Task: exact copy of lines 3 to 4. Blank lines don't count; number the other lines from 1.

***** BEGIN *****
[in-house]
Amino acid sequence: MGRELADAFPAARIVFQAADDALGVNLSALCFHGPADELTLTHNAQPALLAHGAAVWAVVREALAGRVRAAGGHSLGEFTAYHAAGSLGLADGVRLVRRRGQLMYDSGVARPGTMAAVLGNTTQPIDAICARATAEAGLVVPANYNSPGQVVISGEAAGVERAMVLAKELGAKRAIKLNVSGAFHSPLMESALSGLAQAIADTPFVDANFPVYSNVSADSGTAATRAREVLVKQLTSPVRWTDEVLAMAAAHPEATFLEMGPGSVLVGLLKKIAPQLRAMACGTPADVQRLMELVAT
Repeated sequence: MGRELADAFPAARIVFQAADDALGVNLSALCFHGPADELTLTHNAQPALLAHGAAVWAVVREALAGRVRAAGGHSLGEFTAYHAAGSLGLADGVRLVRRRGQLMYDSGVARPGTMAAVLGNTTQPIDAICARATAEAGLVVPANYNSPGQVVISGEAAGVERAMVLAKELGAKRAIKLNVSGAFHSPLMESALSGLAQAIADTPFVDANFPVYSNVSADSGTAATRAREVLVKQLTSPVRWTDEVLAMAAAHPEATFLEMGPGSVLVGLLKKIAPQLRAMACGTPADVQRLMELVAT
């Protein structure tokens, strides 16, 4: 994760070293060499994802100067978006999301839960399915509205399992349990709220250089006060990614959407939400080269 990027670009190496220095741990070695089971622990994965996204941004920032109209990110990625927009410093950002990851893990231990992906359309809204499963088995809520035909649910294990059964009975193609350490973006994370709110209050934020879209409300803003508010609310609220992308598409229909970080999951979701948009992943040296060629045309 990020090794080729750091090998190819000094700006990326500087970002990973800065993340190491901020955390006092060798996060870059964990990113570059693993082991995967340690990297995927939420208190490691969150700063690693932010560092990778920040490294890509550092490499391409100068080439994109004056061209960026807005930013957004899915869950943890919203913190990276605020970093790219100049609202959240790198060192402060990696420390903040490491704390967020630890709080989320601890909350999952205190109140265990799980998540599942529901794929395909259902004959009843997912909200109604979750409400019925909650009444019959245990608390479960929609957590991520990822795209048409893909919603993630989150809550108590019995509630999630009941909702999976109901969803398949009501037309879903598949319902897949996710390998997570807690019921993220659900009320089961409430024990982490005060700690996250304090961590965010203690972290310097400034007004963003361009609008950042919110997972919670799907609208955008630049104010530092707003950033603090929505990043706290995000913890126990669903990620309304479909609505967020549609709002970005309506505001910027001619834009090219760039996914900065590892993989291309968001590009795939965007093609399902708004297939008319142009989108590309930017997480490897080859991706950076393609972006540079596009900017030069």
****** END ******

Repeated sequence: MGRELADAFPAARIVFQAADDALGVNLSALCFHGPADELTLTHNAQPALLAHGAAVWAVVREALAGRVRAAGGHSLGEFTAYHAAGSLGLADGVRLVRRRGQLMYDSGVARPGTMAAVLGNTTQPIDAICARATAEAGLVVPANYNSPGQVVISGEAAGVERAMVLAKELGAKRAIKLNVSGAFHSPLMESALSGLAQAIADTPFVDANFPVYSNVSADSGTAATRAREVLVKQLTSPVRWTDEVLAMAAAHPEATFLEMGPGSVLVGLLKKIAPQLRAMACGTPADVQRLMELVAT
């Protein structure tokens, strides 16, 4: 994760070293060499994802100067978006999301839960399915509205399992349990709220250089006060990614959407939400080269 990027670009190496220095741990070695089971622990994965996204941004920032109209990110990625927009410093950002990851893990231990992906359309809204499963088995809520035909649910294990059964009975193609350490973006994370709110209050934020879209409300803003508010609310609220992308598409229909970080999951979701948009992943040296060629045309 990020090794080729750091090998190819000094700006990326500087970002990973800065993340190491901020955390006092060798996060870059964990990113570059693993082991995967340690990297995927939420208190490691969150700063690693932010560092990778920040490294890509550092490499391409100068080439994109004056061209960026807005930013957004899915869950943890919203913190990276605020970093790219100049609202959240790198060192402060990696420390903040490491704390967020630890709080989320601890909350999952205190109140265990799980998540599942529901794929395909259902004959009843997912909200109604979750409400019925909650009444019959245990608390479960929609957590991520990822795209048409893909919603993630989150809550108590019995509630999630009941909702999976109901969803398949009501037309879903598949319902897949996710390998997570807690019921993220659900009320089961409430024990982490005060700690996250304090961590965010203690972290310097400034007004963003361009609008950042919110997972919670799907609208955008630049104010530092707003950033603090929505990043706290995000913890126990669903990620309304479909609505967020549609709002970005309506505001910027001619834009090219760039996914900065590892993989291309968001590009795939965007093609399902708004297939008319142009989108590309930017997480490897080859991706950076393609972006540079596009900017030069």